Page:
18 Feb 2016

Journey to the Centre of the Milky Way


 
There can be few people who have not admired the Milky Way at some time or another. City-dwellers can never see it, because it is drowned by the glare of artificial lights; but in the country it is a superb sight, and during summer evenings it is at its best. It takes the form of a band of light, crossing the sky from one horizon to the other. It is particularly rich in the area of the constellation Cygnus, and with binoculars it is seen to be made up of vast numbers of faint stars.
 
The first man to realise this was Galileo, the Italian astronomer who turned a telescope skyward in late 1609 and made a whole series of spectacular discoveries, even though his telescope was feeble and defective by modern standards.


Because there are so many stars in the Milky Way band, the general impression is one of overcrowding; it might also be thought that the individual stars are so close together that they almost touch. This is not so. Even in the densest parts of the Milky Way the distances between separate stars still amount to many thousands of millions of miles. Our star-system, or Galaxy, is a flattened system, 150,000 light-years across but nowhere more than 20,000 light-years broad; the Sun, with the Earth and other planets, lies roughly 25,000 light years from the centre or galactic nucleus, so that we are well removed from the middle of the system.


This was one of the errors made by Sir William Herschel, who drew up a very reasonable picture of the Galaxy during an observational career which began in the 1770s and ended only with his death in 1822. Herschel, not irrationally, thought that the Sun must occupy a near-central position.

The center of the Milky Way lies in the dense star clouds in the constellation Sagittarius, the archer, which may be seen low over the southern horizon on British summer evenings. We know that there is a black hole in the centre of our galaxy which is associated with a strong radio source called Sagittarius A. We can’t see it but we know from its effect on nearby nebulae and stars that it exists. It is known to have a mass of 4 million times that of the sun.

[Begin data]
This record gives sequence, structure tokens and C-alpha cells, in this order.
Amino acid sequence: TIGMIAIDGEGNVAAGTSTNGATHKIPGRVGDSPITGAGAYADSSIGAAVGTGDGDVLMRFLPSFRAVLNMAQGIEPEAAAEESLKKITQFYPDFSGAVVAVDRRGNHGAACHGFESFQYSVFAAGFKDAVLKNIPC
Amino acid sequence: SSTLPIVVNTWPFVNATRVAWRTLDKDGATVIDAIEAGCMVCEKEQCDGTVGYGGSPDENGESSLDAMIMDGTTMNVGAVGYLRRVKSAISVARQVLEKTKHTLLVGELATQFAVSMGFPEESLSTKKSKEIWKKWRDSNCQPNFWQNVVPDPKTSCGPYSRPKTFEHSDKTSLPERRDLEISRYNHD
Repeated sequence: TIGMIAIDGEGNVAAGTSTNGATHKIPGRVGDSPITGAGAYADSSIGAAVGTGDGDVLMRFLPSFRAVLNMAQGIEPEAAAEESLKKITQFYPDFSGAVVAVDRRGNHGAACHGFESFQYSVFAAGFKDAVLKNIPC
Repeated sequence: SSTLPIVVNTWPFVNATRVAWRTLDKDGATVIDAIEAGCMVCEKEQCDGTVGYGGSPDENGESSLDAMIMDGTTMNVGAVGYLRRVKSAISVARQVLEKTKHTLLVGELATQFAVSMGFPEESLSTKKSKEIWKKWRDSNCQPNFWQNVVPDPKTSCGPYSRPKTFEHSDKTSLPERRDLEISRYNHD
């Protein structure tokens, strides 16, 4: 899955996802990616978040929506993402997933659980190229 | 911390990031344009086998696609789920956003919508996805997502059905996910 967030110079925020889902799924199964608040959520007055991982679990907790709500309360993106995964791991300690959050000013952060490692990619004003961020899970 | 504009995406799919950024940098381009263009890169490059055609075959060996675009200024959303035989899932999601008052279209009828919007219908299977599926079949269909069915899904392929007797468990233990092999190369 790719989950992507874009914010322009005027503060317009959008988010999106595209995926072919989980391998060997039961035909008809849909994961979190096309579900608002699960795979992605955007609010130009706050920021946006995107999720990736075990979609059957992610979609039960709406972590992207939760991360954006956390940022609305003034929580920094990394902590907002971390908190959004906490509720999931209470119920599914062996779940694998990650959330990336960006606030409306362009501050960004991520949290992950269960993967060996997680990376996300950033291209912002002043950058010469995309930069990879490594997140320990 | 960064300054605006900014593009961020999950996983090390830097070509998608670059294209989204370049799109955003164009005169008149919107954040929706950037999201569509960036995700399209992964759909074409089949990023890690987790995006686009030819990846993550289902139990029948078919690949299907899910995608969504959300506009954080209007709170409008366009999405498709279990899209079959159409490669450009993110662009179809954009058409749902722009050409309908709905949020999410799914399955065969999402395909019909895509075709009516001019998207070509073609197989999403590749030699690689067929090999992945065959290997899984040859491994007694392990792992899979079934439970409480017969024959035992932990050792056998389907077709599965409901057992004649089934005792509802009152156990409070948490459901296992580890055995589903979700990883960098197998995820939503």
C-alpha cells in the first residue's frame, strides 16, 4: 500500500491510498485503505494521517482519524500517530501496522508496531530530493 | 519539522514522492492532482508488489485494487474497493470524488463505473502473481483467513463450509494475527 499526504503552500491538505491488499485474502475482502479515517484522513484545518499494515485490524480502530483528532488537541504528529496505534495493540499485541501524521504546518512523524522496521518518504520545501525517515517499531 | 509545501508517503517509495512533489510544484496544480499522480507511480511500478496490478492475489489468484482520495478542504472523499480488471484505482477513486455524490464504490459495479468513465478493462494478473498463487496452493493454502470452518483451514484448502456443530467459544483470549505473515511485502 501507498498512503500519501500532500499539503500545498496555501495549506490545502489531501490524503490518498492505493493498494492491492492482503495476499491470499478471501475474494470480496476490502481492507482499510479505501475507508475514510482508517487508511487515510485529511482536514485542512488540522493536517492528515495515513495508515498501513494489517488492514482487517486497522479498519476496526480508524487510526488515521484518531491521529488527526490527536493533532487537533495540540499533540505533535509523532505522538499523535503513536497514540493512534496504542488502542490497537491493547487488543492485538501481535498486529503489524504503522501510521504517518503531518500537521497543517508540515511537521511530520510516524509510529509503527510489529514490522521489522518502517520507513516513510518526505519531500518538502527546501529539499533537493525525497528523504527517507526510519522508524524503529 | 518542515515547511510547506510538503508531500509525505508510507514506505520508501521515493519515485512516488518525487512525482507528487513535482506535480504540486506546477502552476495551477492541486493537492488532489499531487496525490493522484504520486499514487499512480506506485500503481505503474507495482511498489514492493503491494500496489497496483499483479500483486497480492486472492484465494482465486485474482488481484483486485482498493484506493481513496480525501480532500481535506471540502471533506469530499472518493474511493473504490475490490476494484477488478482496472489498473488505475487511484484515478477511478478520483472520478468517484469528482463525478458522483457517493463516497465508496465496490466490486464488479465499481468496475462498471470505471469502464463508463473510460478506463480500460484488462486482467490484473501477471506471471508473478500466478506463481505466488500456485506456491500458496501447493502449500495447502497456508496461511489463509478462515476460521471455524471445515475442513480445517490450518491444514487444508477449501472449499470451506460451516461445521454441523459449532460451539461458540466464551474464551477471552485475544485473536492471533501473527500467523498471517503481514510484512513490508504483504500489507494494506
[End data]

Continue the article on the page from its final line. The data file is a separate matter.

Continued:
Once the shape of the Galaxy is understood, the Milky Way is a mystery no longer. When we look along the main plane of the Galaxy, either toward the centre or else directly away from the centre, we see a great many stars in roughly the same line of sight; this causes the crowded appearance. It is, in fact, nothing more than a line-of-sight effect.

The science of radio astronomy has come to our rescue. Radio waves are not blocked by gas and dust, so that they can reach us even from the galactic centre. Optically, the field of infrared astronomy has given us rewarding views of objects since infrared is not really blocked by the gas and dust.

The nucleus of the Galaxy lies beyond the lovely star-clouds in the constellation of Sagittarius (the Archer).

Radio astronomy has also confirmed that the Galaxy is a spiral system, and that we live near the edge of one of the spiral arms. This revelation was not unexpected, because it had long been known that many of the external galaxies are spiral; such, for instance, is the Great Galaxy in Andromeda, which is more than 2,000,000 light-years away, and is a system appreciably larger than ours. Altogether, the world's largest telescope is capable of photographing about a thousand million galaxies, and modern astronomy can probe out to distances of well over 5,000 million light-years.
 
Video courtesy (C) European Southern Observatory.

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